Robert’s staffer ‘unaware’ of LNP funding

A staffer of federal MP Stuart Robert has contradicted her boss by testifying she didn’t know her Gold Coast council election campaign would be funded by the Liberal National Party.


Felicity Stevenson, who worked for the former Turnbull government minister for a decade, took leave in early 2016 to unsuccessfully run as an independent in the March 19 local government election.

Ms Stevenson on Wednesday told a Crime and Corruption Commission investigation she received $30,000 from the Fadden Forum, a fundraising arm of the LNP, during the campaign.

Her testimony was similar to that of another staffer in Mr Robert’s office, Kristyn Boulton, who successfully ran in the council election after also receiving $30,000 from the Fadden Forum.

Mr Robert last week testified he told both women at a meeting in his office in late January that he would help get some “dollars and cents” for their campaigns.

“I said I would seek permission for it to come from the Fadden Forum,” Mr Robert said.

Ms Stevenson said Mr Robert told her in a one-on-one meeting in her office that he would support her campaign but did not mention how.

She received an initial donation of $10,000 a few days later, followed by $15,000 and a further $5000.

The commission heard Ms Stevenson assumed Mr Robert was behind the deposits, as her banking app only showed the amount, not who it was from.

It was not until after the election when she checked her statement that she saw the deposits were from the LNP.

Ms Stevenson said Mr Robert told her to list the Fadden Forum on her disclosure, a compulsory and publicly available form that reveals campaign contributions.

“I asked him what I needed to put on the return for the donations,” she said.

The only other donation made to Ms Stevenson’s campaign was $1000 from her grandmother.

Ms Stevenson said she knew about the forum’s connection to the LNP but thought it was a “different beast” at the time of the council election.

Ms Boulton last week also claimed she was ignorant about how the forum worked.

“Something I have to wear is perhaps I’ve been a little naive,” she said.

“He said to me they’re from the Fadden Forum, which I accepted.”

But Mr Robert stated fundraising got a lot of “air time” in his office of just four staff.

“It would be hard to be in my office for a long time and not know how we raise money for the Liberal National Party,” the Gold Coast-based MP said.

The Fadden Forum made up two-thirds of the donations to Ms Boulton, who was successfully elected as an independent.

China aircraft carrier to boost military

China has launched its first domestically-built aircraft carrier from the Dalian shipyard in the country’s northeast as the country aims to boost its military presence at sea.


The new carrier, with its deck decorated with red flags, was transferred from dry dock into the water during a ceremony at the shipyard in Liaoning province where it had been built, the Xinhua news agency reported.

This is China’s second aircraft carrier, after the Chinese People’s Liberation Army (PLA) Navy in 2012 put into commission a refitted Soviet Union-made carrier called Liaoning.

The new carrier, which is currently referred to as Type 001A, is 315-metres long and 75 metres wide, and has a displacement of about 70,000 tonnes and a cruising speed of 31 knots.

It is slightly bigger than the Liaoning carrier, but their outlines are similar, according to The Paper, a Chinese state-owned publication.

Type 001A is expected to be able to carry about eight more aircraft than the Liaoning, which can carry up to 24 fighter jets and 17 helicopters, according to the Centre for Strategic and International Studies, a Washington-based think tank.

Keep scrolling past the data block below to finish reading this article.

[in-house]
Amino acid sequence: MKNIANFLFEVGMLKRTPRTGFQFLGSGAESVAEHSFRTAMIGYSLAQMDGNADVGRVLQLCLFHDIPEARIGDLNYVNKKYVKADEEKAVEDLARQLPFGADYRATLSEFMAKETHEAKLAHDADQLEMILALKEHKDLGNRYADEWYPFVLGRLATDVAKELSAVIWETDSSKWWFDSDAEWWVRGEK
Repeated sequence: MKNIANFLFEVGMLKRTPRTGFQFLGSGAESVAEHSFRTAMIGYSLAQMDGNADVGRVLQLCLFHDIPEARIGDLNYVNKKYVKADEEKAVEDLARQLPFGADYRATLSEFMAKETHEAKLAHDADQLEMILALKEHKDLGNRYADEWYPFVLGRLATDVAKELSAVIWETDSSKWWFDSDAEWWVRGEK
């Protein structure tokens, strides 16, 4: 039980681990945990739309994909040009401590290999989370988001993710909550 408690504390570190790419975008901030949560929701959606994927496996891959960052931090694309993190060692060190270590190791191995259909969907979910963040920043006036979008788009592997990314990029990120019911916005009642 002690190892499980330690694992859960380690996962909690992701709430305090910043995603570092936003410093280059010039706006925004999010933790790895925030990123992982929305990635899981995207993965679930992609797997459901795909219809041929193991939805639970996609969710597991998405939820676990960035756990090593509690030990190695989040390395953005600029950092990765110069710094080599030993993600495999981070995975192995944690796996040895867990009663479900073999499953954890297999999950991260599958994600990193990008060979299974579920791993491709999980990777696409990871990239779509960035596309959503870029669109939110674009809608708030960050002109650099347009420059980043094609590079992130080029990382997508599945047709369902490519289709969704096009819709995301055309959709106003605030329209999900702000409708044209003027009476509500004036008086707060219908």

China started building the carrier in November 2013 and is expected to put it into use by 2020, after completing a series of tests.

Meanwhile, a third aircraft carrier, the Type 002, is being built in Shanghai.

Type 002 will be “far more advanced” than the first two carriers, according to the state-owned Global Times. It will look more like a US carrier than a Russian one as it will have no ski ramp, using catapult technology instead.

Aircraft catapults, currently used on US Navy carriers, use steam pressure to launch aircraft from the carrier’s flight deck. But Russian carriers are generally fitted with ski-jump ramps – curved ramps that allow aircraft to build up velocity and take off from shorter runways.

The US Navy has already started installing more advanced electromagnetic catapult systems on its carriers, while China is still testing steam catapults, naval expert Li Jie told Global Times.

The aircraft carriers are a sign of China’s ambition to build a naval presence worldwide, observers say.

In order to achieve that, China would need to build a total of five to six aircraft carriers in the next 15 to 20 years, Zhao Chu, director of the Shanghai Institute for National Defence Strategy, told DPA.

“In that case, two carriers could be always on duty on the open water, one could be placed in a dock, and one could be undergoing maintenance,” Zhao said.


Exclusive – South Africa considers strategic grain reserve as possible El Nino looms: minister

Neighbouring countries such as Zimbabwe and Zambia have such reserves, but it would entail a significant policy shift in South Africa, where commercial agriculture is market driven and the state does not act as a buyer and holder of crops.


A strategic grain reserve usually involves the government buying crops and taking responsibility for their storage until they are needed to make up for shortfalls.

“Yes, we are thinking about it,” Agriculture Minister Senzeni Zokwana told Reuters late on Tuesday when asked if a grain reserve was being considered.

“It is one of the things that the inter-ministerial committee on drought should look at,” he said, referring to a cabinet committee set up in 2015 to look at ways of mitigating the drought.